Steelers look for motivation as playoffs slip away
Troy Polamalu didn’t want to talk about it.
His vintage, not to mention gravity-testing somersault into the
end zone on a 19-yard interception return for a touchdown in the
third quarter turned momentum swiftly in Pittsburgh’s favor at
snowy Heinz Field on Sunday afternoon. Then it was relegated to a
mere footnote in a 34-28 defeat that all but sank whatever
postseason hopes the Steelers were clinging to.
”What does it matter?” Polamalu said. ”We lost.”
The game. The season. And maybe just the latest golden era of
one of the NFL’s most successful franchises.
The Steelers (5-8) are all but mathematically eliminated from
the playoffs with three weeks remaining, the earliest they’ve been
out of it since finishing 6-10 a decade ago. Three mostly
meaningless games remain starting next weekend against Cincinnati,
a stretch that could serve as a long goodbye for familiar faces who
have a Super Bowl ring or two tucked away somewhere.
Though Polamalu remains under contract in 2014, fellow safety
and close friend Ryan Clark is not. And the 34-year-old certainly
sounded like he is eyeing the exit door after the Steelers allowed
the Dolphins to go 80 yards in four plays late in the fourth
quarter to take the lead for good.
”Everybody’s time comes,” Clark said. ”For me, I just want to
enjoy it, keep playing.”
It’s a sentiment echoed throughout the locker room, one the
Steelers have found themselves repeating far too often this fall.
They did it during an 0-4 start. They did it after getting pounded
in a record-setting loss to New England in late October. They did
it again while quietly dressing after a defeat that had all the
hallmarks of a season that never seemed to get off the ground.
The defense allowed a trio of big plays, including a 55-yard run
by Daniel Thomas that set up Charles Clay’s winning 12-yard
touchdown with 2:53 to go. The offense committed penalties on
consecutive snaps in the fourth quarter with the Steelers at
midfield hoping to close it out. The special teams allowed a punt
to be partially blocked and did little in the return game.
”We understood what was at stake in terms of us and this
football game, specifically,” coach Mike Tomlin said. ”We’ll take
responsibility for whatever transpires. We understand the gravity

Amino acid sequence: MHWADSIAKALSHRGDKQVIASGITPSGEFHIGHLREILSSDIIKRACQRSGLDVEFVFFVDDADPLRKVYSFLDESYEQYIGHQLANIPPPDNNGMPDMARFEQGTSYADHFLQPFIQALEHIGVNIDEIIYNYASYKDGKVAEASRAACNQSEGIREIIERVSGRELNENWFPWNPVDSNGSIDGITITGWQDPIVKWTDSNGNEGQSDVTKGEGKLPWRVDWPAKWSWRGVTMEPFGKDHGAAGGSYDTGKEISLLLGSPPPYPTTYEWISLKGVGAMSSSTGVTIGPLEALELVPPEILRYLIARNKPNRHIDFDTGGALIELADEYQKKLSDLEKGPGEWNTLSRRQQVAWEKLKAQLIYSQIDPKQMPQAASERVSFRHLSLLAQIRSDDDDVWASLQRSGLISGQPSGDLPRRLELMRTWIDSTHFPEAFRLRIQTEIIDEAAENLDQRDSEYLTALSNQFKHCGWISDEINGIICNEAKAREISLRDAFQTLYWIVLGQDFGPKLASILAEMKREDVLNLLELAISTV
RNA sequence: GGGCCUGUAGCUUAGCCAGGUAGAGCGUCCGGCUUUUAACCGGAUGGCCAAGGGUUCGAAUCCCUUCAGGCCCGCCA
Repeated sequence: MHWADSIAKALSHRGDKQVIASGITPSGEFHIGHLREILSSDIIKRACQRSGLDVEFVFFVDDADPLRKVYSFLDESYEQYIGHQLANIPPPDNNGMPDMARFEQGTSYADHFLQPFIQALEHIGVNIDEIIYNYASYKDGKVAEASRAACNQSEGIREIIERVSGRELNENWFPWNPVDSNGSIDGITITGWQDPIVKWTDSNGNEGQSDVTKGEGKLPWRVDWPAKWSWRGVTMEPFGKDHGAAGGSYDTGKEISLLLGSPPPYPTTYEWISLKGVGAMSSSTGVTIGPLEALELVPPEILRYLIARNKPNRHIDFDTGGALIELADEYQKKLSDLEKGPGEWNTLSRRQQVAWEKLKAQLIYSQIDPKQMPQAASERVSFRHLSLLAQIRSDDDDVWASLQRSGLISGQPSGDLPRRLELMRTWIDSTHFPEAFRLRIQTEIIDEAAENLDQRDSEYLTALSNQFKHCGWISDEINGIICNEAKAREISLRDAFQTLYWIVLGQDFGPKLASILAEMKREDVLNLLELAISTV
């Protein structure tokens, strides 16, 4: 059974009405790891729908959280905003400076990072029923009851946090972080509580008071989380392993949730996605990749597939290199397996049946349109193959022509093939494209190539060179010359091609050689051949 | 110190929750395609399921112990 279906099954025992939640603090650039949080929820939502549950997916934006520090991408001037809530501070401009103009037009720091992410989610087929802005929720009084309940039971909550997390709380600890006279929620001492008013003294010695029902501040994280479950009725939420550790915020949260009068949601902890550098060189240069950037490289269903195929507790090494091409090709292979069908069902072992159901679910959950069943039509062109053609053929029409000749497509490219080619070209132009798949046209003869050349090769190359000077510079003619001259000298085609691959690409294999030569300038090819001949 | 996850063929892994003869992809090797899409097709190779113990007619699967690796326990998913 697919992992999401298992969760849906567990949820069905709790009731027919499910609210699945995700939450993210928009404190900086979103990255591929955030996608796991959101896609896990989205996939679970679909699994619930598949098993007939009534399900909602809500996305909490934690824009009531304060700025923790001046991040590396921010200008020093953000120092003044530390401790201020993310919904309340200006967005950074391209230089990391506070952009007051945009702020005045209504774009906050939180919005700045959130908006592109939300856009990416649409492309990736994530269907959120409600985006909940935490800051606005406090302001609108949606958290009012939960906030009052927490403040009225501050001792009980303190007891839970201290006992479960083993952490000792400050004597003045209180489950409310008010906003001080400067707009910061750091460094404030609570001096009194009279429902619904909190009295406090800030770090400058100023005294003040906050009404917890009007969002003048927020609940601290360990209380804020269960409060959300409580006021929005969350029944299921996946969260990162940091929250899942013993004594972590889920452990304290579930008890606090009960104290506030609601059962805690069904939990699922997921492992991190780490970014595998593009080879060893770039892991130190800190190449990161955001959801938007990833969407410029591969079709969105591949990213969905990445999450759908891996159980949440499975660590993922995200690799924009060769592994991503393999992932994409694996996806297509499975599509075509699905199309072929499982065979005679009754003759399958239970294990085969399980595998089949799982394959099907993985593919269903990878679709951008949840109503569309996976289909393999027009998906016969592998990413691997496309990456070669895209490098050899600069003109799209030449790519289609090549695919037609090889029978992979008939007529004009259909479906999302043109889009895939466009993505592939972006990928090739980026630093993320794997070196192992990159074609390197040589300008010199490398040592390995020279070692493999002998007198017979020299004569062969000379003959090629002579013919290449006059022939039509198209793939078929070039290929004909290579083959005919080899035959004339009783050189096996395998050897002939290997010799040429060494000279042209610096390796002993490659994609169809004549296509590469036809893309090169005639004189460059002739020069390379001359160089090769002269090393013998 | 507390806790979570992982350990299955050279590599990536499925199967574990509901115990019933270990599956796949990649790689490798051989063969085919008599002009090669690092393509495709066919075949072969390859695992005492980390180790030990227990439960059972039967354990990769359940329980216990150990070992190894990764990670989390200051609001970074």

of these moments.”
And now Tomlin finds himself with one of the more pressing tasks
of his still young coaching career: finding a way to keep focused a
room full of guys used to playing for something this time of
Cornerback Ike Taylor insists it won’t be a problem even while
allowing he is ”frustrated” and ”hurt” that the Steelers are
assured of consecutive non-winning seasons for just the second time
”When you’ve consistently been inconsistent? .500 record,”
Actually, that’s being generous. Pittsburgh needs to win its
final three games to get back to break even, a daunting task
considering the way the AFC North leading Bengals (9-4) are playing
at the moment.
Cincinnati won the first meeting 20-10 back in Week 2. Not much
has changed over the last three months. The Bengals remain young
and hungry. The Steelers still look like they’re trying to figure
Pittsburgh appeared on its way early against the Dolphins.
Rookie running back Le’Veon Bell spearheaded a long touchdown drive
that gave the Steelers an early lead. Yet Bell was largely
invisible in the second half, carrying the ball just five
When pressed on why Bell wasn’t more involved, quarterback Ben
Roethlisberger suggested talking to offensive coordinator Todd
Roethlisberger has never been through a losing season in his
life. Not in high school, not in college at Miami (Ohio) and not in
10 seasons with the Steelers. It’s a personal point of pride for
the two-time Super Bowl winner, one he expects his teammates to
hold close to their hearts too.
”We are just going to give it everything we have every day,”
Roethlisberger said. ”There isn’t going to be any quit from
AP NFL website: www.pro32.ap.org .